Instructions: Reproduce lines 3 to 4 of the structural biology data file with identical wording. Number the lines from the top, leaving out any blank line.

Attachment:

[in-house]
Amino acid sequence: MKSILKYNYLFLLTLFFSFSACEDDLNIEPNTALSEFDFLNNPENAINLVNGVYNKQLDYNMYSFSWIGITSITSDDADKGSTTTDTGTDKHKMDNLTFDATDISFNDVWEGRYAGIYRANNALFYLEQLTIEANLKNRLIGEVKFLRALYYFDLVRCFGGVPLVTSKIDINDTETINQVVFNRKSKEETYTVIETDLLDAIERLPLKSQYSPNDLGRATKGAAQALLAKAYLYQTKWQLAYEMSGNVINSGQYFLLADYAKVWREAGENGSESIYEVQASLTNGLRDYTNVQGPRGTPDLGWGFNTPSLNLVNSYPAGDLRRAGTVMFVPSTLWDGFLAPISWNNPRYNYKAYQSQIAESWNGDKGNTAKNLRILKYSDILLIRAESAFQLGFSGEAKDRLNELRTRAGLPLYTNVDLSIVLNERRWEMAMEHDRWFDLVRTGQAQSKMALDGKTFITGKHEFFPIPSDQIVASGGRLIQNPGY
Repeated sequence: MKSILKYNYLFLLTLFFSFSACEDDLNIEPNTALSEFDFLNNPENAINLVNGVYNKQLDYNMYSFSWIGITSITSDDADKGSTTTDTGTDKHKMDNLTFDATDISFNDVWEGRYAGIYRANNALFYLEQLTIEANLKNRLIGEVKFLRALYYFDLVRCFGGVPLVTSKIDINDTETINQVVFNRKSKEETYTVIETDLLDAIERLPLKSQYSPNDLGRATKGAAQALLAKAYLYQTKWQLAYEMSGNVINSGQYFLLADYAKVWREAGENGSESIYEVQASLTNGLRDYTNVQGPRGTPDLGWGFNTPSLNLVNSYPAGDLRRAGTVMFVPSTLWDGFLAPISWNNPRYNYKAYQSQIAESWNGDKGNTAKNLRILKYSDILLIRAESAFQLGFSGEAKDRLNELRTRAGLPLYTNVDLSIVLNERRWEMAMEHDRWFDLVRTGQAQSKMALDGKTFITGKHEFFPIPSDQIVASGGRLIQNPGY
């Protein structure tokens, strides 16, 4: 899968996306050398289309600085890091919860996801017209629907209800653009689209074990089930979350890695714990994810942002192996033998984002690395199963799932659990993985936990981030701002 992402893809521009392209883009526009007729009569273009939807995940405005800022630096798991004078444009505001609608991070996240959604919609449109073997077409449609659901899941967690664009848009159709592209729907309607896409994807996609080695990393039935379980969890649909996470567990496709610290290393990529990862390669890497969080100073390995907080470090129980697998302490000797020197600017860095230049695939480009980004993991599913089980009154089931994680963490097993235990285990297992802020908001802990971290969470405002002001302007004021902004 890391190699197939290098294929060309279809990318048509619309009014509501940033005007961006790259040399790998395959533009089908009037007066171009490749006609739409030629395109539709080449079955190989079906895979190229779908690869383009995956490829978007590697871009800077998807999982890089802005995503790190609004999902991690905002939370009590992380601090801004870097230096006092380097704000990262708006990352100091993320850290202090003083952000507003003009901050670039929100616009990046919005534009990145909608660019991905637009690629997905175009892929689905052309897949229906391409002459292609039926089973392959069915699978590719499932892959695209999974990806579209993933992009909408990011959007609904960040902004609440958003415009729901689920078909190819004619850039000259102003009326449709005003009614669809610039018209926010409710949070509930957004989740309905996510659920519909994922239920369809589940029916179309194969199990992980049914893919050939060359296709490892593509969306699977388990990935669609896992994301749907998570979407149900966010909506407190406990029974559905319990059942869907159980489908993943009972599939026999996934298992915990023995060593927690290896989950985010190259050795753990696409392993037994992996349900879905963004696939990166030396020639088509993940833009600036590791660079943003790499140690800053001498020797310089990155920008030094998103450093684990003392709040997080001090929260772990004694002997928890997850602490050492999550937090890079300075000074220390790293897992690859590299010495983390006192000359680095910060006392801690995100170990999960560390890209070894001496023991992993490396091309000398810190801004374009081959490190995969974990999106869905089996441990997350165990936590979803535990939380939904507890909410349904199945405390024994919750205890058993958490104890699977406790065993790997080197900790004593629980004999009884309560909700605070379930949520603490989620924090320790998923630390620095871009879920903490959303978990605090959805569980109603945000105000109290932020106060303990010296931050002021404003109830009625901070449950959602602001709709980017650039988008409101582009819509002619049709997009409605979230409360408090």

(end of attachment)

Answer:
Repeated sequence: MKSILKYNYLFLLTLFFSFSACEDDLNIEPNTALSEFDFLNNPENAINLVNGVYNKQLDYNMYSFSWIGITSITSDDADKGSTTTDTGTDKHKMDNLTFDATDISFNDVWEGRYAGIYRANNALFYLEQLTIEANLKNRLIGEVKFLRALYYFDLVRCFGGVPLVTSKIDINDTETINQVVFNRKSKEETYTVIETDLLDAIERLPLKSQYSPNDLGRATKGAAQALLAKAYLYQTKWQLAYEMSGNVINSGQYFLLADYAKVWREAGENGSESIYEVQASLTNGLRDYTNVQGPRGTPDLGWGFNTPSLNLVNSYPAGDLRRAGTVMFVPSTLWDGFLAPISWNNPRYNYKAYQSQIAESWNGDKGNTAKNLRILKYSDILLIRAESAFQLGFSGEAKDRLNELRTRAGLPLYTNVDLSIVLNERRWEMAMEHDRWFDLVRTGQAQSKMALDGKTFITGKHEFFPIPSDQIVASGGRLIQNPGY
């Protein structure tokens, strides 16, 4: 899968996306050398289309600085890091919860996801017209629907209800653009689209074990089930979350890695714990994810942002192996033998984002690395199963799932659990993985936990981030701002 992402893809521009392209883009526009007729009569273009939807995940405005800022630096798991004078444009505001609608991070996240959604919609449109073997077409449609659901899941967690664009848009159709592209729907309607896409994807996609080695990393039935379980969890649909996470567990496709610290290393990529990862390669890497969080100073390995907080470090129980697998302490000797020197600017860095230049695939480009980004993991599913089980009154089931994680963490097993235990285990297992802020908001802990971290969470405002002001302007004021902004 890391190699197939290098294929060309279809990318048509619309009014509501940033005007961006790259040399790998395959533009089908009037007066171009490749006609739409030629395109539709080449079955190989079906895979190229779908690869383009995956490829978007590697871009800077998807999982890089802005995503790190609004999902991690905002939370009590992380601090801004870097230096006092380097704000990262708006990352100091993320850290202090003083952000507003003009901050670039929100616009990046919005534009990145909608660019991905637009690629997905175009892929689905052309897949229906391409002459292609039926089973392959069915699978590719499932892959695209999974990806579209993933992009909408990011959007609904960040902004609440958003415009729901689920078909190819004619850039000259102003009326449709005003009614669809610039018209926010409710949070509930957004989740309905996510659920519909994922239920369809589940029916179309194969199990992980049914893919050939060359296709490892593509969306699977388990990935669609896992994301749907998570979407149900966010909506407190406990029974559905319990059942869907159980489908993943009972599939026999996934298992915990023995060593927690290896989950985010190259050795753990696409392993037994992996349900879905963004696939990166030396020639088509993940833009600036590791660079943003790499140690800053001498020797310089990155920008030094998103450093684990003392709040997080001090929260772990004694002997928890997850602490050492999550937090890079300075000074220390790293897992690859590299010495983390006192000359680095910060006392801690995100170990999960560390890209070894001496023991992993490396091309000398810190801004374009081959490190995969974990999106869905089996441990997350165990936590979803535990939380939904507890909410349904199945405390024994919750205890058993958490104890699977406790065993790997080197900790004593629980004999009884309560909700605070379930949520603490989620924090320790998923630390620095871009879920903490959303978990605090959805569980109603945000105000109290932020106060303990010296931050002021404003109830009625901070449950959602602001709709980017650039988008409101582009819509002619049709997009409605979230409360408090």